While Eugene O'Neill initially began his career as a writer of realistic plays, The Emperor Jones and The Hairy Ape demonstrate his adoption of non-realistic methods. Realistic techniques still find a place in his works, but they serve non-realistic purposes. In the opening scene of The Hairy Ape, O'Neill creates a realistic setting, yet he warns against adhering strictly to naturalism. Instead, he aims to convey the impression of overcrowding in the bowels of a ship, employing expressionistic techniques. The stokers, described as hairy-chested men with immense power, represent various white races, unified in their appearance. Yank, the central figure, stands out with his physical dominance and represents the highly developed individual within the group. Yank serves as a symbol, embodying the primitive and animalistic aspects of human nature. Similarly, scenes featuring Mildred and her aunt symbolize the artificiality and enervation caused by contemporary urban life. The description of the Fifth Avenue inhabitants amplifies the exaggerated distortion of reality, a hallmark of expressionistic plays. This portrayal intensifies Yank's sense of bewilderment, fear, and horror, reflecting his deteriorating self-confidence.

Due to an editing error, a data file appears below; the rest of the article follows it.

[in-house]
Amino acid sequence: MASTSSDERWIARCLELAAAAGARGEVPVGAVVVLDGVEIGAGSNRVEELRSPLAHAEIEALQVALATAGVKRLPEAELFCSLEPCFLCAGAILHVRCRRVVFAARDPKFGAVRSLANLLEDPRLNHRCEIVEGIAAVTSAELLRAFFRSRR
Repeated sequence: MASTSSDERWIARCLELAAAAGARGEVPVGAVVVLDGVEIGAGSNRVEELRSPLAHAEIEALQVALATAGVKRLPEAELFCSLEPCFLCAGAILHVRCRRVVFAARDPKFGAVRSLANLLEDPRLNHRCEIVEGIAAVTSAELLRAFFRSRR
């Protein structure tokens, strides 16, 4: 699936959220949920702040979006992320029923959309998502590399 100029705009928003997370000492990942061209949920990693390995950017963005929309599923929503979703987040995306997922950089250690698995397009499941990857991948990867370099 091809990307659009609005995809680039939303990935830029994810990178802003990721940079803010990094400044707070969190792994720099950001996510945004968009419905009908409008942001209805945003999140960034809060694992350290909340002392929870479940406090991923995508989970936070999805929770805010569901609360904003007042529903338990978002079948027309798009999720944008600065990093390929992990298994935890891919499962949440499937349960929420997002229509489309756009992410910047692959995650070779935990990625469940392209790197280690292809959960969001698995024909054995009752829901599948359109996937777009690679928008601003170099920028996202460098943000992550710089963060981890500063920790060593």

In expressionistic plays, the focus is often on the central figure, while other characters function as a backdrop, enhancing the prominence of the central character. The Hairy Ape exemplifies this approach, with the other stokers serving as a chorus of voices. Apart from Paddy and Long, the stokers are nameless, lacking individualization. The prisoners in the prison scene and the denizens of Fifth Avenue also remain nameless, highlighting the central figure's obsession and the exploration of his psyche.
Interaction of Characters: No Elaborate Development